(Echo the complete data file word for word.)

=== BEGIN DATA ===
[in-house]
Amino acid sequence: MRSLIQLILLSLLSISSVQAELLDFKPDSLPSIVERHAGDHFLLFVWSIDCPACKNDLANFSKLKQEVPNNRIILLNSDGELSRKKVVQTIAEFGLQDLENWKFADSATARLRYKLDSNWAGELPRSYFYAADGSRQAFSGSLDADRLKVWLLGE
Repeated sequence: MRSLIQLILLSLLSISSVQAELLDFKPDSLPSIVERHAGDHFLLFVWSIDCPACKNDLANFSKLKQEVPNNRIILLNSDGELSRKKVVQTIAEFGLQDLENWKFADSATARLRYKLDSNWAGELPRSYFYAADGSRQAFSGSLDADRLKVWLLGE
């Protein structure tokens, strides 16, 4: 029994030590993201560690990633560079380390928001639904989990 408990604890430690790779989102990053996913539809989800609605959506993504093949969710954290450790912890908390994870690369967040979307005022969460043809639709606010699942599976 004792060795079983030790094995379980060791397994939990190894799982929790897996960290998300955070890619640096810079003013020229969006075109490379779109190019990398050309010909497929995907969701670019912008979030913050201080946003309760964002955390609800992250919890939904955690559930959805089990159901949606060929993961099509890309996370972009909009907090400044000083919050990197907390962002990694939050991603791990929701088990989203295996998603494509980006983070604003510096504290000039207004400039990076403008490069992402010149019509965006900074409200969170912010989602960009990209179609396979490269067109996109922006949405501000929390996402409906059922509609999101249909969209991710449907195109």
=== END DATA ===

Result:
[in-house]
Amino acid sequence: MRSLIQLILLSLLSISSVQAELLDFKPDSLPSIVERHAGDHFLLFVWSIDCPACKNDLANFSKLKQEVPNNRIILLNSDGELSRKKVVQTIAEFGLQDLENWKFADSATARLRYKLDSNWAGELPRSYFYAADGSRQAFSGSLDADRLKVWLLGE
Repeated sequence: MRSLIQLILLSLLSISSVQAELLDFKPDSLPSIVERHAGDHFLLFVWSIDCPACKNDLANFSKLKQEVPNNRIILLNSDGELSRKKVVQTIAEFGLQDLENWKFADSATARLRYKLDSNWAGELPRSYFYAADGSRQAFSGSLDADRLKVWLLGE
């Protein structure tokens, strides 16, 4: 029994030590993201560690990633560079380390928001639904989990 408990604890430690790779989102990053996913539809989800609605959506993504093949969710954290450790912890908390994870690369967040979307005022969460043809639709606010699942599976 004792060795079983030790094995379980060791397994939990190894799982929790897996960290998300955070890619640096810079003013020229969006075109490379779109190019990398050309010909497929995907969701670019912008979030913050201080946003309760964002955390609800992250919890939904955690559930959805089990159901949606060929993961099509890309996370972009909009907090400044000083919050990197907390962002990694939050991603791990929701088990989203295996998603494509980006983070604003510096504290000039207004400039990076403008490069992402010149019509965006900074409200969170912010989602960009990209179609396979490269067109996109922006949405501000929390996402409906059922509609999101249909969209991710449907195109």